Losers

* Mark Meadows: The chairman of the House Freedom Caucus was out for blood in the hearing; he could barely contain his anger and contempt for Cohen every time he spoke. The stunt of bringing Lynne Patton, a longtime African-American employee of the Trump organization (and now a member of the administration) to stand behind him as a prop to prove that Trump isn't racist was a very, very bad idea. And Meadows' victory lap when he seemed to catch Cohen making a filing error in regard to foreign clients was a little overdone -- OK, a lot overdone -- given that the President's son-in-law, who also happens to be one of the most influential advisers in the White House, has had his fair share of disclosure issues.

* Clay Higgins: The Louisiana congressman seemed to think he had hit on a MAJOR breakthrough when Cohen talked about finding a copy of a $35,000 check from Trump while going through boxes of documents and records. "Are these not boxes that should have been turned over to investigative authorities during the many criminal investigations you've been subject to?" Higgins asked Cohen in his best "True Detective" voice. Cohen made clear that the boxes had been seized by federal authorities when they raided his house in April 2017 and had been subsequently returned to him. Higgins seemed unswayed by that fact, following up with this: "If they included data pertinent to crimes that you've committed, should they not have been turned over and remanded to investigative authority?" Dude...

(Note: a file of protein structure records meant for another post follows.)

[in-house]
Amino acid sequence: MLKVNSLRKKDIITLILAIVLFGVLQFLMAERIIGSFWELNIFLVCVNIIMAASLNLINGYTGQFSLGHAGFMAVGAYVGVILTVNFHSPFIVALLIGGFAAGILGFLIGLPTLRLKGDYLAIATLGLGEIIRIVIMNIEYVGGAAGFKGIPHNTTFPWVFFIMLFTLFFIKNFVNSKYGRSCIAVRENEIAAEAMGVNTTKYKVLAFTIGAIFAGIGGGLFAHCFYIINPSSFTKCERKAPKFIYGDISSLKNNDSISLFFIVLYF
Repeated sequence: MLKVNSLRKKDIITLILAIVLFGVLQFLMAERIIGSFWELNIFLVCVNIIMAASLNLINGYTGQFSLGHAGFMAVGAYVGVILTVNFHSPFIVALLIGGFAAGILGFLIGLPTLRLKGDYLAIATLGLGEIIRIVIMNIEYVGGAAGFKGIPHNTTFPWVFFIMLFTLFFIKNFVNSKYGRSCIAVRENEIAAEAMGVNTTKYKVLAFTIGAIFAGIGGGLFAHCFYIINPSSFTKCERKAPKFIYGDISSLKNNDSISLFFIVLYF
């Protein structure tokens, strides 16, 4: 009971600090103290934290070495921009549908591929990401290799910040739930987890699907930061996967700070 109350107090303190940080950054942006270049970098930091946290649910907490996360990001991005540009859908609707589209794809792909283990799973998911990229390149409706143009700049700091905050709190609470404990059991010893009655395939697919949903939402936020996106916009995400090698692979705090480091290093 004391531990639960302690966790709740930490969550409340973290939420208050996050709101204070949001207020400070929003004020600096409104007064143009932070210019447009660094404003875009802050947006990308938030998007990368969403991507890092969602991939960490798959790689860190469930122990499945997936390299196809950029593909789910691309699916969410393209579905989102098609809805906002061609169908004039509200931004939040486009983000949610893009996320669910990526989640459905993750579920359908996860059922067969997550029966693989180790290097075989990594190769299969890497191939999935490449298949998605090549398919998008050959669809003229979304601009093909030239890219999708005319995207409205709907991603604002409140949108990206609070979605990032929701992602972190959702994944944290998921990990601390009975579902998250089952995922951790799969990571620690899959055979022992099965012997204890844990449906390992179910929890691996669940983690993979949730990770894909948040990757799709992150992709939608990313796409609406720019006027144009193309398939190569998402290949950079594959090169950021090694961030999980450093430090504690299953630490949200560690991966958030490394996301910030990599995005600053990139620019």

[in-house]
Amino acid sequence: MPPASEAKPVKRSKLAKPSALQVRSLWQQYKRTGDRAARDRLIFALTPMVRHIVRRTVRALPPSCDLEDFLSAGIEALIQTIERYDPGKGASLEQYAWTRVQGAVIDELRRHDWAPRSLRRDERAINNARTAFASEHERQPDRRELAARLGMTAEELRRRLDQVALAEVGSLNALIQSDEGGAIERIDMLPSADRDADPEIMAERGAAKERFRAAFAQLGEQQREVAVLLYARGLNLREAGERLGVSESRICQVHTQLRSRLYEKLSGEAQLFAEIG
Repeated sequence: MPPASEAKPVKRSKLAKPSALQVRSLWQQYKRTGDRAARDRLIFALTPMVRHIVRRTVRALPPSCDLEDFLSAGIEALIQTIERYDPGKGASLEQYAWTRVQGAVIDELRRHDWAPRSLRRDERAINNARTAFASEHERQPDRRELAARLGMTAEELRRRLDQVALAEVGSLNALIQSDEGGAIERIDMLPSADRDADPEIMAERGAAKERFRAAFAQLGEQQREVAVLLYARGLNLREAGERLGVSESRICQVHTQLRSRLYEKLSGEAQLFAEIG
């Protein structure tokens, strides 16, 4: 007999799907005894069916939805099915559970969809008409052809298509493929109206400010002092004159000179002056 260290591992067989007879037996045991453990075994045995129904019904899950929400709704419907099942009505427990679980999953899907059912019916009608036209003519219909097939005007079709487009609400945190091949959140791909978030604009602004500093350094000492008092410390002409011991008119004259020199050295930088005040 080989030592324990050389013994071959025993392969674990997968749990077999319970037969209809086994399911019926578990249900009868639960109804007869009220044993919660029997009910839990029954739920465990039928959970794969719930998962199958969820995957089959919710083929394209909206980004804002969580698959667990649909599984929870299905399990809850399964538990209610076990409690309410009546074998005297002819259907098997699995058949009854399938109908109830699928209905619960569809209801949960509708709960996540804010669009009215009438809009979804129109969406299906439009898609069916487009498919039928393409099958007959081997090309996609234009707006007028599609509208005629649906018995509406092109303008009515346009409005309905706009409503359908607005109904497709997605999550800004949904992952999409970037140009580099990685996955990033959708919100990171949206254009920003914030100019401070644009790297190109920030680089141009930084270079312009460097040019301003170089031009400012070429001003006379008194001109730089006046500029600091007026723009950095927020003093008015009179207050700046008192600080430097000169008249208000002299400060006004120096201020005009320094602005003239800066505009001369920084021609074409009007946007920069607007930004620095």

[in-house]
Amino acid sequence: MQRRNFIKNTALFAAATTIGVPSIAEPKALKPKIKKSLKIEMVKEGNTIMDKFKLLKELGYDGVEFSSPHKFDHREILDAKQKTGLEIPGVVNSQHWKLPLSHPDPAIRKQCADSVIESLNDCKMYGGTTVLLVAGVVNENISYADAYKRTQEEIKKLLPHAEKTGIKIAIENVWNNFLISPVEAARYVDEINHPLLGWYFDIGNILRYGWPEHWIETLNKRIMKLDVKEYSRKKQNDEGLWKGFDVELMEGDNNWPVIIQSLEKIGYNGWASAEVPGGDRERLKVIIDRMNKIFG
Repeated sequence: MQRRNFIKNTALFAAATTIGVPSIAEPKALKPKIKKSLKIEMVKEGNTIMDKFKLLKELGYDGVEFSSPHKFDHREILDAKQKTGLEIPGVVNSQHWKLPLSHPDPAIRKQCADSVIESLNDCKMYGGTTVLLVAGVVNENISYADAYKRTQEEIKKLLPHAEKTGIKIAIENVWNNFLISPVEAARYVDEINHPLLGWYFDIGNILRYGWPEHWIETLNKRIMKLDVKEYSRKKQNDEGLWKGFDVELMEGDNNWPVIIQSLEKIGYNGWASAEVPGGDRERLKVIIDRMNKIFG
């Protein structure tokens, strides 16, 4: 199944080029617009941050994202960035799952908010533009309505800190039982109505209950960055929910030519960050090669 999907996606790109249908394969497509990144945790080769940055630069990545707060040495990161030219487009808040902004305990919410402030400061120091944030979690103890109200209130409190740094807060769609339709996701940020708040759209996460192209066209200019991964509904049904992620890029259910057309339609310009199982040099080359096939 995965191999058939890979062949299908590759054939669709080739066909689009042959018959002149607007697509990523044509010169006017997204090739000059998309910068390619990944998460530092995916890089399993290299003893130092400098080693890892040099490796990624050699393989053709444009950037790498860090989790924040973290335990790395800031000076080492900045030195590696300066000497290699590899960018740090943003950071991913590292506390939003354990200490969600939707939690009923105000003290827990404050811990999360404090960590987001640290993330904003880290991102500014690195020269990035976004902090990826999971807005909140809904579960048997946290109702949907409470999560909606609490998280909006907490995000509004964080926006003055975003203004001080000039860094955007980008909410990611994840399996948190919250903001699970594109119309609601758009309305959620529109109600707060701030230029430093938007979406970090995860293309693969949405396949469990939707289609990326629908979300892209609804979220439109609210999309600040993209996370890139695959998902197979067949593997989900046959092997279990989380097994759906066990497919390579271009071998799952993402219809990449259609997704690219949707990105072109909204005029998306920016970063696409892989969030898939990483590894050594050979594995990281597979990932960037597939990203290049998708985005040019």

* Rashida Tlaib: Tlaib was the last person to ask questions of Cohen in the hearing. But she didn't really ask Cohen anything -- instead choosing to blast Meadows for what she considered the racist act of using Patton as a prop to show that Trump couldn't possibly be racist. Here's what she said: "Just because someone, has a person of color -- a black person working for them, does not mean they aren't racist. And it is insensitive that some would even say it's -- the fact that someone would actually use a prop -- a black woman in this chamber, in this committee, is alone racist in itself." Meadows went crazy, demanding that Tlaib's words be taken down -- which is an actual punishment in the House(!) -- and insisting that Cummings, with whom he is close friends, defend him from allegations of racism. Tlaib tried to clarify that she wasn't calling Meadows a racist but rather saying that someone who does the exact thing Meadows had done is doing something racist. That's a distinction without a difference. If you are going to say someone is a racist, just say it. And stick by it.

* Paul Gosar/Bob Gibbs: Both Gosar, of Arizona, and Gibbs, of Ohio, seemed either woefully unprepared for the questioning, overwhelmed by the moment or both. Gosar's questioning was built on the idea that Cohen's plea deal and turn on Trump was all about the Twitter handle @womenforcohen. He never totally explained that, uh, interesting, theory. Before Gibbs yielded his time to Jordan, he let loose with this dynamite sentence: "And so, that just, kind of, you know, the President is working tirelessly, and you come and make these allegations." So, because Trump is, by Gibbs' assessment, working hard, no one -- including Cohen -- is allowed to criticize him or detail potential criminal activity he may have engaged in? Got it! Thanks, Congressman Gibbs!

* Matt Gaetz: When the Florida Republican strolled into the hearing room -- pocket square perfectly in place! -- on Wednesday morning, I quickly pulled up a list of the members of the Oversight Committee and confirmed that Gaetz wasn't on it. So why was he there? To hear Gaetz tell it, he wanted to observe Cohen's testimony and hoped that he might get to ask a few questions. Oh yeah, the Democratic majority is definitely going to let a guy who tweet-threatened Cohen less than 24 hours before that just, you know, ask a few questions. Anyone else in the audience got a question for the witness? Let's open up the phone lines. You don't even go here, Matt Gaetz!